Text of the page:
I’m a man for detail and I’ve discovered some clues about what would be in store in a Conservative Britain.

They want us to believe that, like us, they now care about public services. But when Mr Cameron actually talks to his party about their spending plans he says the difference between Labour and Tory levels of public investment will be “dramatic” and “fundamental”.

They want to tell us we’re all progressives now but the day that Hazel Blears and Caroline Flint were announcing a one billion pound package to support millions of homeowners, the Conservatives were confirming that their first tax priority is to take that one billion pounds from hard working families and hand it over to the 3,000 richest estates in Britain.

So will this save his premiership? Maybe, maybe not. But this was the first time since he became prime minister that I’ve found myself genuinely enthused by Brown’s performance. If he can keep this up post-conference, then this could make a real impact on Labour’s position – and, more importantly for the country as a whole, end the sense of bewildered indirection that has been crippling the government in recent weeks.


6 thoughts on “The speech of his life?”

  1. The problem is, this government has been in power for 11 years, talk is cheap. We need to see delivery, timelines, meat on the bones if this party wants a second chance and that is what they are asking for. Time and again, the Labour party has made promises, only to quietly drop them when they have failed to deliver, how do we know that this won’t happen again.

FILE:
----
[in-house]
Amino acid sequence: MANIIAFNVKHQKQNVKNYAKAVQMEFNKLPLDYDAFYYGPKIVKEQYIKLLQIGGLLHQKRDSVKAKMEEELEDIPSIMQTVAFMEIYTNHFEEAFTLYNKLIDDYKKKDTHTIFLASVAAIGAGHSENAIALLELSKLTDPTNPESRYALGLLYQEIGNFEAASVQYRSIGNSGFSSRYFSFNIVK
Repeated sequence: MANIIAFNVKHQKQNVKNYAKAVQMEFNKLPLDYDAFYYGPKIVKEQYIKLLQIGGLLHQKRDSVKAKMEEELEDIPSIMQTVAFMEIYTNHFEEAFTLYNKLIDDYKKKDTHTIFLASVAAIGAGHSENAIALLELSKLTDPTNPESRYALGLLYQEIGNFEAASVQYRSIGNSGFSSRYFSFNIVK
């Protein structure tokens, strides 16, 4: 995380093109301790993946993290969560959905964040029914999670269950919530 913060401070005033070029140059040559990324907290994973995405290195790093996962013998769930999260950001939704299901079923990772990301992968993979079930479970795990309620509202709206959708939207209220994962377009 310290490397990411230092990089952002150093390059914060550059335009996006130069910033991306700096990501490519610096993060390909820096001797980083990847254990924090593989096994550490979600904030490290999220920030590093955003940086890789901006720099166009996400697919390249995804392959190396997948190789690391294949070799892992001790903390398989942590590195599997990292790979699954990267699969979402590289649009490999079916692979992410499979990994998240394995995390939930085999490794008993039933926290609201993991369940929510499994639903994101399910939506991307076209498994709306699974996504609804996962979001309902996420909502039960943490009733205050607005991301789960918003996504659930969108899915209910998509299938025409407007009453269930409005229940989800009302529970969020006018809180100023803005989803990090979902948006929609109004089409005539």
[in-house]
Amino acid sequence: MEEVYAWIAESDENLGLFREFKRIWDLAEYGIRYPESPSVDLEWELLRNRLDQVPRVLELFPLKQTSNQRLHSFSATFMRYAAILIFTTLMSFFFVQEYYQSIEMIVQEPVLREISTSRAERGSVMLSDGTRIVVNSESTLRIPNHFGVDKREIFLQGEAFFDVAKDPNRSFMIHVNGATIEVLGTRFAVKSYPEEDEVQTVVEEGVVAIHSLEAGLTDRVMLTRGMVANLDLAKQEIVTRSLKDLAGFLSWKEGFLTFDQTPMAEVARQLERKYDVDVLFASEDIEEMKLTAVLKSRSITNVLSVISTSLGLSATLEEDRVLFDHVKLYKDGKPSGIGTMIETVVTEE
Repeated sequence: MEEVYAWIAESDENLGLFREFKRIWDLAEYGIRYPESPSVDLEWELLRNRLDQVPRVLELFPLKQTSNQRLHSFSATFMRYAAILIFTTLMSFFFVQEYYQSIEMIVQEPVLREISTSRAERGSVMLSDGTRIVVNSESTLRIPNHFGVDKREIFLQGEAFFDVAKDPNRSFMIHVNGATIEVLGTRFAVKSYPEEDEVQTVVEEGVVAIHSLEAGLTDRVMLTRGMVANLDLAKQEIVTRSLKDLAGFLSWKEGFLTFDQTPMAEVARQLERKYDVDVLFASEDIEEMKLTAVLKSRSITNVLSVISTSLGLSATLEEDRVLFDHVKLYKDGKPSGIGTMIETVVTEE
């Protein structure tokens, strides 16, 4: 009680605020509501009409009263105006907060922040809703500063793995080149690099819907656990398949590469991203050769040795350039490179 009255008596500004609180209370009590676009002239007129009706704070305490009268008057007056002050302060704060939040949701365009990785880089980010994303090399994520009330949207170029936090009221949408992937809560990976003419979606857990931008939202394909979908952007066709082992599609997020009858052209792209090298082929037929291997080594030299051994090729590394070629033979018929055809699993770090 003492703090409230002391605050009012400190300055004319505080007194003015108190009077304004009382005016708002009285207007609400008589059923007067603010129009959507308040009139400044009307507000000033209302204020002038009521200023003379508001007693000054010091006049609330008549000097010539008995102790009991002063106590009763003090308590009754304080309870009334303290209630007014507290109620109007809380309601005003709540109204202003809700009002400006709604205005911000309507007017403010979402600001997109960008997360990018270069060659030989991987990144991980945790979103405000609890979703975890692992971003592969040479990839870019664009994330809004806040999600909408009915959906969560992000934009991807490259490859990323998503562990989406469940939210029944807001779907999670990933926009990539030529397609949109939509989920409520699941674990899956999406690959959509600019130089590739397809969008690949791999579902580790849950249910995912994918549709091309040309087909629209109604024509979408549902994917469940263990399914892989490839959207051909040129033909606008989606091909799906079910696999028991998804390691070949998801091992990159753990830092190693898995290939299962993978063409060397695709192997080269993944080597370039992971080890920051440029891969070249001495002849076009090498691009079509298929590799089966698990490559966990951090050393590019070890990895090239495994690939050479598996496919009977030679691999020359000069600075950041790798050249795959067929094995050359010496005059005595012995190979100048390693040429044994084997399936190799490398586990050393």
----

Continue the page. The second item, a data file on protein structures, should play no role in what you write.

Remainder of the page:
It was not a bad conference speech and had we not ‘known’ Gordon Brown as well as we do, then I may have been more enthused, but contrary to what he said at conference, with Gordon we always have to look at the small print.

    I would have preferred it if he had taken a little more responsibility for his mistakes, other than a very brief mention of the 10p tax fiasco. One further point is that, once again, it looks like the majority will be expected to fund policy initiatives for the minority, as always; the majority are the forgotten, with incomes high enough to ensure that they receive few if any of the benefits, but incomes too low to be able to shrug off the effects of the economic downturn.

  2. “We did fix the roof while the sun was shining.”

    No, really, he didn’t. Government debt (nominal), according to the ONS’ figures, was paid down in ’98-’02 (fiscal year ends), from £404bn (’98) to £382bn (’02) but rose every year thereafter, up to £574bn (’07). If you look to the end of the calendar year ’07, it rockets to £618bn.

    The only way Gordon Brown can get away with claiming that he fixed the roof is that over the period, GDP grew more rapidly still, and government doesn’t count nominal, or even real, debt, but debt/GDP. Thus, the Exchequer got a “free” pay-rise as GDP grew, and instead of using that to pay down debt, the Chancellor took it as an opportunity to take on more.